News in Brief
We found your wallet … you’re under arrestASPEN Someone turned in a wallet found on the mall to Aspen Police on Saturday. Police peeked inside the wallet, where they found a bindle with trace amounts of cocaine.When Anderson Silva, 22, came to claim his wallet at the police station Sunday, police arrested him for possession of cocaine. “He forgot it was in there, he said, ‘Oh yeah, I did have that in there,'” said Sgt. Steve Smith. “He’s just sitting in jail right now. He’ll have a chance to talk to judge tomorrow, or he may bond out.”Silva, from somewhere in South America, is in jail on a $2,500 bond. According to Smith, there are no immigration issues associated with the arrest.
Diamond bracelet lost on Aspen MountainASPEN The Pitkin County Sheriff’s Office is seeking leads on a missing diamond bracelet. The bracelet, lost Saturday night on Aspen Mountain, is wide-banded with diamonds set in platinum. A woman attending a wedding there was feeling unwell and realized the bracelet was missing while having her blood pressure taken by a medic at the top of the mountain. Employees and rangers searched the area and found nothing.If you have information about the bracelet, call the Pitkin County Sheriff’s Office at 920-5400.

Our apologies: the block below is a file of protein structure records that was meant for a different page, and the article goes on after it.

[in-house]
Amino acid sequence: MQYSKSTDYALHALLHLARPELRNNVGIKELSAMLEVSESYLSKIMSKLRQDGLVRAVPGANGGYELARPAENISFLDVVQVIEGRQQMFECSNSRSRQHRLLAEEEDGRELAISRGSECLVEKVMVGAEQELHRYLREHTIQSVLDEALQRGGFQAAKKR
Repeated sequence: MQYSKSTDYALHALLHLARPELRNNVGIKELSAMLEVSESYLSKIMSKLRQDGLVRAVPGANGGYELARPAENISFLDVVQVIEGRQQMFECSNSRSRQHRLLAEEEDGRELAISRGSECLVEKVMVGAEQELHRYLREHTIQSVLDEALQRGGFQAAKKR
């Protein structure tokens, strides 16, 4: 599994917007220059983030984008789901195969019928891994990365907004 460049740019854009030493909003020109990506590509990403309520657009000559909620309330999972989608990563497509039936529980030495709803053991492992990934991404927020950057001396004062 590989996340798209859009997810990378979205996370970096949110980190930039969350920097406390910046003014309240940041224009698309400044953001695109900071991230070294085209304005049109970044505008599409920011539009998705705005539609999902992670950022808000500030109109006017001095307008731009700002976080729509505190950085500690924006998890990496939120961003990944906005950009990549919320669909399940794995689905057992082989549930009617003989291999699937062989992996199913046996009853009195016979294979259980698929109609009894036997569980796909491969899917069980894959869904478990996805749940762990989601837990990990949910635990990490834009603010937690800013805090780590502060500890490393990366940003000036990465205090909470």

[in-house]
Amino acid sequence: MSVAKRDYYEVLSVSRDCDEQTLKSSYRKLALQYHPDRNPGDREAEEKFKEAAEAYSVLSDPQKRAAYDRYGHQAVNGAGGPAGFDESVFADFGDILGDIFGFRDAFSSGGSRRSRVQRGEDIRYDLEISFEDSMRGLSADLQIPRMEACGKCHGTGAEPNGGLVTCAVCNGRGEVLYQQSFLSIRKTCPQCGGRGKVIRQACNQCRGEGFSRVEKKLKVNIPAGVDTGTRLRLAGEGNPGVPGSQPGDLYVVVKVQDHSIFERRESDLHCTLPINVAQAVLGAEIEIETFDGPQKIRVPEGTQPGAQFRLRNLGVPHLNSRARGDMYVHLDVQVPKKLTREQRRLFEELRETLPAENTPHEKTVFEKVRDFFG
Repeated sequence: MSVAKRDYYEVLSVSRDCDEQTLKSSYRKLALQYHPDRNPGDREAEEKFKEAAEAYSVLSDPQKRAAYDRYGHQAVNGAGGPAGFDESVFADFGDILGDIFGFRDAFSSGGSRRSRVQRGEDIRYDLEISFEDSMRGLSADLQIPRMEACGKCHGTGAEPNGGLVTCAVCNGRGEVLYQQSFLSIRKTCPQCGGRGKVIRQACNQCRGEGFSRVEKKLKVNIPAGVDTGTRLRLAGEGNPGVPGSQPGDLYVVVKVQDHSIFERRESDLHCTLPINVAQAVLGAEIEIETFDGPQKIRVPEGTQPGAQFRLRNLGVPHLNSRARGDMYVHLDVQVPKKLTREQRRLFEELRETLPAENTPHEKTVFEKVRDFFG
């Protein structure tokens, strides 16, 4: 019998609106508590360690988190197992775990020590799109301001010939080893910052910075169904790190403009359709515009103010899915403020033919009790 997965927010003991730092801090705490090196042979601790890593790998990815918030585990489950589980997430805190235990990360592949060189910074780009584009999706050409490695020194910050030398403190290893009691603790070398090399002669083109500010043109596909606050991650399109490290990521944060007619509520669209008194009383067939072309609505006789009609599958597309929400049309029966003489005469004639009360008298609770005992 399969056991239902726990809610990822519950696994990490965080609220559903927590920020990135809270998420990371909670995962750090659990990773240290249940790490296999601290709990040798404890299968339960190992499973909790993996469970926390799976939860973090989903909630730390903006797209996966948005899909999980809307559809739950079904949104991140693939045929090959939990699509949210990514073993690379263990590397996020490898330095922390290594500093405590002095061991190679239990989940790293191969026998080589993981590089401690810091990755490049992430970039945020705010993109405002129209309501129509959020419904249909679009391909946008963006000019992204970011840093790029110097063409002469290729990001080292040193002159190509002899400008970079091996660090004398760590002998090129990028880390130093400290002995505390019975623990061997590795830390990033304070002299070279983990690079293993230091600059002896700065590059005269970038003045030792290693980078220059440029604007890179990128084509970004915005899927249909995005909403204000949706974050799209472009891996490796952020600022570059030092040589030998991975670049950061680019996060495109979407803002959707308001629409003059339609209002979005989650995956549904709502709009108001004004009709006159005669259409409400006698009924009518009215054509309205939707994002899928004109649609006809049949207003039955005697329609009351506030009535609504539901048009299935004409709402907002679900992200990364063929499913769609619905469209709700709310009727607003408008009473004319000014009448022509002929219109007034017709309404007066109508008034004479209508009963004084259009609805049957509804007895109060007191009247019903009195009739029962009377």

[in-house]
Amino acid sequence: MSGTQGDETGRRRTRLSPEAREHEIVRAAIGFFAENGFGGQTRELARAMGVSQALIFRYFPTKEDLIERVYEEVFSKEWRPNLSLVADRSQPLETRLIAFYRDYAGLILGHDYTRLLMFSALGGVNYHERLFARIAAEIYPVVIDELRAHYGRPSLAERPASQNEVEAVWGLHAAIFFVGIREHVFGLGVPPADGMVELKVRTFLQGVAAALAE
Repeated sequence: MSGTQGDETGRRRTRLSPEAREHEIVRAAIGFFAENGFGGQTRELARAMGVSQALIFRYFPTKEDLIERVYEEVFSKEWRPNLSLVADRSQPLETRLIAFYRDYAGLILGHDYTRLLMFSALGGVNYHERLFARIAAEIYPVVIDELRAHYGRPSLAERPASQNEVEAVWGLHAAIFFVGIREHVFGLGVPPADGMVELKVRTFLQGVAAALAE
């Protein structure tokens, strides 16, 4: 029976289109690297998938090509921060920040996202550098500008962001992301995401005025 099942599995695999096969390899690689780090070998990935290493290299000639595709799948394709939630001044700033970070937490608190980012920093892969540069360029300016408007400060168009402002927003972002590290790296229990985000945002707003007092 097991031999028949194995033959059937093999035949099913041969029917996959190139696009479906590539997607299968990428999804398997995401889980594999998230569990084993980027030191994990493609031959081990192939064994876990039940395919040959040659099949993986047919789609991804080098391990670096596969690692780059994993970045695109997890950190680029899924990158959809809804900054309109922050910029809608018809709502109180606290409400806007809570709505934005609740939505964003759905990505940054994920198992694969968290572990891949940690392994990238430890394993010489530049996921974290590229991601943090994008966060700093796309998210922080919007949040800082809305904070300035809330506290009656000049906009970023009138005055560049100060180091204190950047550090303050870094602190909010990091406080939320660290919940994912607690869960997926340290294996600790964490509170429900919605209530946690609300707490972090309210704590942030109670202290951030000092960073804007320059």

State forest funding begins to flowState funding for forest health projects is on the way, with grant applications available Monday on the Colorado State Forest Service website, http://csfs.colostate.edu.The completed applications are due the third week in July, said the CSF’s Joe Duda. After review by a technical committee, the grants will be awarded by mid-August, Duda said.House Bill 1130 authorized up to $1 million per year for the next five years. The state funds will pay up to 60 percent of the cost of a project. The remaining funds can come from any other source, including in-kind contributions, Duda said.With the funding for the first year coming out of the Colorado Water Conservancy pot, projects must address the protection of community water supplies, Duda said.”Something that would float to the top would be covered under a community wildfire protection plan and has been identified as a critical area for water supplies and community infrastructure,” Duda said. It also helps to have some use in mind for the skinny logs that come out of the forest while leaving large, healthy trees, he added. The funding is targeted toward collaborative projects that could include neighborhoods, homeowners associations and municipalities. (Summit Daily News)
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